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Government and industry launch Rail Sector Deal

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The government and the rail industry have agreed a new Rail Sector Deal intended to deliver more for passengers, create jobs and drive economic growth across the country.

Hailed as a key milestone in the government’s modern industrial strategy, the Rail Sector Deal will help increase the exchange of ideas between the rail industry and other sectors, predicting problems on the network before they arise and solving them through innovative working.

The Department for Business, Energy & Industrial Strategy (BEIS) introduced its new Industrial Strategy on November 2017. This was built on five foundations – ideas, people, infrastructure, business environment and places.

BEIS’ Industrial Strategy is built on five foundations.

Each ‘foundation’ had three key policies. For example, the first policy under Ideas was to raise total research and development (R&D) investment to 2.4 per cent of GDP by 2027. Under business environment was the policy to launch and roll out Sector Deals – partnerships between government and industry aiming to increase sector productivity.

The first Sector Deals were in life sciences, construction, artificial intelligence and the automotive sector. Creative industries and Nuclear followed, and then Aerospace and Rail were launched on the same day – 6 December 2018.

Speaking at the launch of the Rail Sector Deal, Gordon Wakeford, chair of the Rail Supply Group and CEO of Siemens Mobility in the UK, recalled the government’s green paper ‘Building on Industrial Strategy’, which was issued in January 2017 and challenged industry “to provide government with compelling and detailed proposals of how, working in partnership, both sides, government and sector, could agree a sector deal to further the competitiveness of the sector”.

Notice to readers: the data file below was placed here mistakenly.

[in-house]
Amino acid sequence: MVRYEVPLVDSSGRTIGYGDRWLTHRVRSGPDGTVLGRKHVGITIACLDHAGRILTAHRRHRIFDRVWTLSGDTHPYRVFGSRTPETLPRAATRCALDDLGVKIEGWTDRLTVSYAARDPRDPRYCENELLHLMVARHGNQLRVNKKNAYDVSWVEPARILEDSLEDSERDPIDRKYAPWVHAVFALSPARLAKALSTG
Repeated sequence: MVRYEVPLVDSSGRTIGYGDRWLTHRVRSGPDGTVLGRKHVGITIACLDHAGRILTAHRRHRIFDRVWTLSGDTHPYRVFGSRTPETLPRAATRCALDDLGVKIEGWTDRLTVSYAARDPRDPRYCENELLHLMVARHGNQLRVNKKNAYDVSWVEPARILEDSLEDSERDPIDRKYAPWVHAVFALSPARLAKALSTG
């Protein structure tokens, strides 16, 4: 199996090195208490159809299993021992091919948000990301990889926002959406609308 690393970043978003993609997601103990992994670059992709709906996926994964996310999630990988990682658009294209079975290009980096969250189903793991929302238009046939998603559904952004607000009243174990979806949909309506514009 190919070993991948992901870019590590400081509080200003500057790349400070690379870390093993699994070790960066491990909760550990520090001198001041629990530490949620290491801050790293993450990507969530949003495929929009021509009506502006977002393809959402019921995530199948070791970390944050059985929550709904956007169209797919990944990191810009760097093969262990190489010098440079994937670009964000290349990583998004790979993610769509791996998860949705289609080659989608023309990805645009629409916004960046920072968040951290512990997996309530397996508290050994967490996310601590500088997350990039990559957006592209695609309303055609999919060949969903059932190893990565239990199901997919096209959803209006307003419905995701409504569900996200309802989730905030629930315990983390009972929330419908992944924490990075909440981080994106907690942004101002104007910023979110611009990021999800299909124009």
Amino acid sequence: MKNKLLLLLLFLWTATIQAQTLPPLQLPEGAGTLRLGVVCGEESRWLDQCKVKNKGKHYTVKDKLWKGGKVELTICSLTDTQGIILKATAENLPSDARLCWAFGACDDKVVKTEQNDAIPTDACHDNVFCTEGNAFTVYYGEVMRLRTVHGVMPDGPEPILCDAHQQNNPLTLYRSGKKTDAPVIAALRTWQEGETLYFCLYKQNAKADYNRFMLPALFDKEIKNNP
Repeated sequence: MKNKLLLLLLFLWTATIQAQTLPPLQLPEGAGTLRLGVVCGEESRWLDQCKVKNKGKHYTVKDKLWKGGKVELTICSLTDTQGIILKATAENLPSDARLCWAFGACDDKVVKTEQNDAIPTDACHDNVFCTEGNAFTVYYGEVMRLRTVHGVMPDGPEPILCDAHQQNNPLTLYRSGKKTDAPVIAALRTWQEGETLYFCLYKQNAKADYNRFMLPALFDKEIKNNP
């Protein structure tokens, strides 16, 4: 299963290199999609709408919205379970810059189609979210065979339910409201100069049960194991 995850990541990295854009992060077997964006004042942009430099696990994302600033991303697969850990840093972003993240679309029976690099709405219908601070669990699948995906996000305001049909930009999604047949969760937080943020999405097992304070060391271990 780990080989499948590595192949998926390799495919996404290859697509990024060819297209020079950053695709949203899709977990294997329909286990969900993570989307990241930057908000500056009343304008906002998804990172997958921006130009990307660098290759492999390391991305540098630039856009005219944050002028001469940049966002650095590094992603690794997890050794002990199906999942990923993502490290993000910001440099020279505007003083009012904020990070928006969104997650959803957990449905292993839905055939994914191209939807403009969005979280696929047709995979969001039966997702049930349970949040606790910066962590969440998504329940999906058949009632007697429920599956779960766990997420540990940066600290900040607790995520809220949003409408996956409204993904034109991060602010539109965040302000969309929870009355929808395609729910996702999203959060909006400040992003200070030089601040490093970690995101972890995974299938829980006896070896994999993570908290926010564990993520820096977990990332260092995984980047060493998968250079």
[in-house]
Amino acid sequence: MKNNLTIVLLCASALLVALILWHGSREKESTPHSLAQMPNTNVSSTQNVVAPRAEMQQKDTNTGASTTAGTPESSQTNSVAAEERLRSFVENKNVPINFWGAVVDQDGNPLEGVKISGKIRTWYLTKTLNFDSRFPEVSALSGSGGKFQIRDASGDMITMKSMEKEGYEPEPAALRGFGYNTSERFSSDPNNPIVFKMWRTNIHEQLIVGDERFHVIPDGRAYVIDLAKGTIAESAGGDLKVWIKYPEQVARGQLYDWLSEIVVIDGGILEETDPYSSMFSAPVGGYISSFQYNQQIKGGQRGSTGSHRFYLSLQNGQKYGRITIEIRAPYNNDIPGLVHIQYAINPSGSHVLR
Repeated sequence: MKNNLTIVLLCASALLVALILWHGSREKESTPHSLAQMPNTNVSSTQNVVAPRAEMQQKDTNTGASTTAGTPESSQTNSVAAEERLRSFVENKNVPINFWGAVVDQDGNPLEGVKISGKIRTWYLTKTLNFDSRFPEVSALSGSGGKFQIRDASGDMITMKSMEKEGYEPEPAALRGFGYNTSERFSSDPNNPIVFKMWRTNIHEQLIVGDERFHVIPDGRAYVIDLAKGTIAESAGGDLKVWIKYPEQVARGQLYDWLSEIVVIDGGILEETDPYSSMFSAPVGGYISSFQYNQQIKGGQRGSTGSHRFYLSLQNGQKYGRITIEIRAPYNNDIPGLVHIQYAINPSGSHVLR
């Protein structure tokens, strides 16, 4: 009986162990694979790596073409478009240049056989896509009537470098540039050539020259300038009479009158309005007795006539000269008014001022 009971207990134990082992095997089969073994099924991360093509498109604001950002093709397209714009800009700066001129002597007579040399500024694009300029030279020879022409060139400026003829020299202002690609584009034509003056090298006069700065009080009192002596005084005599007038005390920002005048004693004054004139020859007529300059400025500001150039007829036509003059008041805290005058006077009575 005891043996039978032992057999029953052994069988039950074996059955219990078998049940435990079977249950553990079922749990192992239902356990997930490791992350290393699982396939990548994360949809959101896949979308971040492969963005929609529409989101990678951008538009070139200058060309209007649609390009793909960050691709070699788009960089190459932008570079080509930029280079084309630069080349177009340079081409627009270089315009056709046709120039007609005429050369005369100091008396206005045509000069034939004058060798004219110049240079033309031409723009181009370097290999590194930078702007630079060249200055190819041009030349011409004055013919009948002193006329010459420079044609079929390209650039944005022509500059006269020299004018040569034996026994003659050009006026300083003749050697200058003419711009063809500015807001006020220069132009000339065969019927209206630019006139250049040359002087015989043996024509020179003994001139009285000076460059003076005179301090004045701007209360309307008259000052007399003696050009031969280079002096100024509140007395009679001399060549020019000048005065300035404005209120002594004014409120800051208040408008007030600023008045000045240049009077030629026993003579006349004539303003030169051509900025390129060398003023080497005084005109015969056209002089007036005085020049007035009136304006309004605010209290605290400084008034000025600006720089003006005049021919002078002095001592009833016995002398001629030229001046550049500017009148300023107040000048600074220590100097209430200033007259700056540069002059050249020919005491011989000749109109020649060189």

He went on to explain that, after a long and sometimes bumpy journey to reach a conclusion, government and industry have come up with a sector deal that “will be transformational”.

“One word that shines through this document,” he continued, “is collaboration. We will increase productivity, we will reduce costs, we will move from ‘boom and bust procurement’, we will introduce new technology, release data as an enabler, improve the skills of our workforce, and not only increase local ‘value add’ through import substitution but also refocus on ways to double exports.”

The Rail Sector Deal included input from industry, government and trade associations.

Graham Stuart, Minister for Investment at the Department for International Trade, spoke on behalf of government: “Much of the network is bursting at the seams. When things go wrong, as they have this year following problems introducing the new timetable and widespread, and often unnecessary, industrial action, passengers endure poor performance, which means the railway faces greater levels of public scrutiny.

“We all know that we can do better, and that we must raise our game. This collaboration and cooperation that we are launching today between government and industry is one way of responding to that.”

The intention is that, through improved engagement between industry and government, the supply chain will understand future demand better. This will both enable companies to invest with confidence to increase skills and innovation and will also help the industry reduce the cost of building and maintaining the railway, support the sector to increase its exports, attract small businesses to the market and encourage more young people to pursue a career in the rail industry.

The full Rail Sector Deal is available online at www.gov.uk/government/publications/rail-sector-deal


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